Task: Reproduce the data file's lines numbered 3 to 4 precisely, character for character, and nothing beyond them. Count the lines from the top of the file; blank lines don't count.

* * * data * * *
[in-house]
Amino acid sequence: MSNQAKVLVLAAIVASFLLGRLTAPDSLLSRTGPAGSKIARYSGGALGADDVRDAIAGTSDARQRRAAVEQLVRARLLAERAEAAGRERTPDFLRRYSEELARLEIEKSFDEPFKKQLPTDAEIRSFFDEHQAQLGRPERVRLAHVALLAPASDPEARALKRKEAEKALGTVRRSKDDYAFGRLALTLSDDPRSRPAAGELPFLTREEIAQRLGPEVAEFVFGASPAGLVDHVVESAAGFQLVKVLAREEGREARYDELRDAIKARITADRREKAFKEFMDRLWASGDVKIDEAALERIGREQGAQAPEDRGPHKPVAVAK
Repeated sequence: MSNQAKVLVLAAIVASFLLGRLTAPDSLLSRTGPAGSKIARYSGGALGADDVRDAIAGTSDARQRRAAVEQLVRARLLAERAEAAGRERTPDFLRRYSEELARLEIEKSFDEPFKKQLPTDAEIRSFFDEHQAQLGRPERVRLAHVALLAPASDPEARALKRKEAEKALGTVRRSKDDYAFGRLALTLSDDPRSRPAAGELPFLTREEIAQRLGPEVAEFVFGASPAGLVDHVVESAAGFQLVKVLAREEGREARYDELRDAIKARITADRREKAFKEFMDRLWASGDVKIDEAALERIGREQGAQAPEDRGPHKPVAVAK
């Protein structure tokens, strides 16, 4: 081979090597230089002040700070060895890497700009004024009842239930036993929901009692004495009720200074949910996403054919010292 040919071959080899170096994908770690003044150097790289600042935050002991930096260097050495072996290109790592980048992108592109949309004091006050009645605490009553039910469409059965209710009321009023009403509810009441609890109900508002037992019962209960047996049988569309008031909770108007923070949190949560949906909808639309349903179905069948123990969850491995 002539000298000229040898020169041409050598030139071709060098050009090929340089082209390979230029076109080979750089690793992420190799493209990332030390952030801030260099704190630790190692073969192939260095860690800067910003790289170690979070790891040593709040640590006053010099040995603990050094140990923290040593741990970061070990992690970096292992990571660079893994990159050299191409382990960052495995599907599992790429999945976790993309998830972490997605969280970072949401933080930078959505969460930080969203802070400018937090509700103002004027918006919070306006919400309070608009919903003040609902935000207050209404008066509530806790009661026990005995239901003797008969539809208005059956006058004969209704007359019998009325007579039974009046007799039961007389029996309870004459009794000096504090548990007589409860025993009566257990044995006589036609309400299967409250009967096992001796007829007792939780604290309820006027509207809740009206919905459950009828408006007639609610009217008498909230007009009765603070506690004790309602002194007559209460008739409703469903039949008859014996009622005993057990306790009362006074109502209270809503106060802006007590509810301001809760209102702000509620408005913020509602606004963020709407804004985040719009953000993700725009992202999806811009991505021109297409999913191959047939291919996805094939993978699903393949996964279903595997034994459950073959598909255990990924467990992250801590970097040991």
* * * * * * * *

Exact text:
Repeated sequence: MSNQAKVLVLAAIVASFLLGRLTAPDSLLSRTGPAGSKIARYSGGALGADDVRDAIAGTSDARQRRAAVEQLVRARLLAERAEAAGRERTPDFLRRYSEELARLEIEKSFDEPFKKQLPTDAEIRSFFDEHQAQLGRPERVRLAHVALLAPASDPEARALKRKEAEKALGTVRRSKDDYAFGRLALTLSDDPRSRPAAGELPFLTREEIAQRLGPEVAEFVFGASPAGLVDHVVESAAGFQLVKVLAREEGREARYDELRDAIKARITADRREKAFKEFMDRLWASGDVKIDEAALERIGREQGAQAPEDRGPHKPVAVAK
């Protein structure tokens, strides 16, 4: 081979090597230089002040700070060895890497700009004024009842239930036993929901009692004495009720200074949910996403054919010292 040919071959080899170096994908770690003044150097790289600042935050002991930096260097050495072996290109790592980048992108592109949309004091006050009645605490009553039910469409059965209710009321009023009403509810009441609890109900508002037992019962209960047996049988569309008031909770108007923070949190949560949906909808639309349903179905069948123990969850491995 002539000298000229040898020169041409050598030139071709060098050009090929340089082209390979230029076109080979750089690793992420190799493209990332030390952030801030260099704190630790190692073969192939260095860690800067910003790289170690979070790891040593709040640590006053010099040995603990050094140990923290040593741990970061070990992690970096292992990571660079893994990159050299191409382990960052495995599907599992790429999945976790993309998830972490997605969280970072949401933080930078959505969460930080969203802070400018937090509700103002004027918006919070306006919400309070608009919903003040609902935000207050209404008066509530806790009661026990005995239901003797008969539809208005059956006058004969209704007359019998009325007579039974009046007799039961007389029996309870004459009794000096504090548990007589409860025993009566257990044995006589036609309400299967409250009967096992001796007829007792939780604290309820006027509207809740009206919905459950009828408006007639609610009217008498909230007009009765603070506690004790309602002194007559209460008739409703469903039949008859014996009622005993057990306790009362006074109502209270809503106060802006007590509810301001809760209102702000509620408005913020509602606004963020709407804004985040719009953000993700725009992202999806811009991505021109297409999913191959047939291919996805094939993978699903393949996964279903595997034994459950073959598909255990990924467990992250801590970097040991």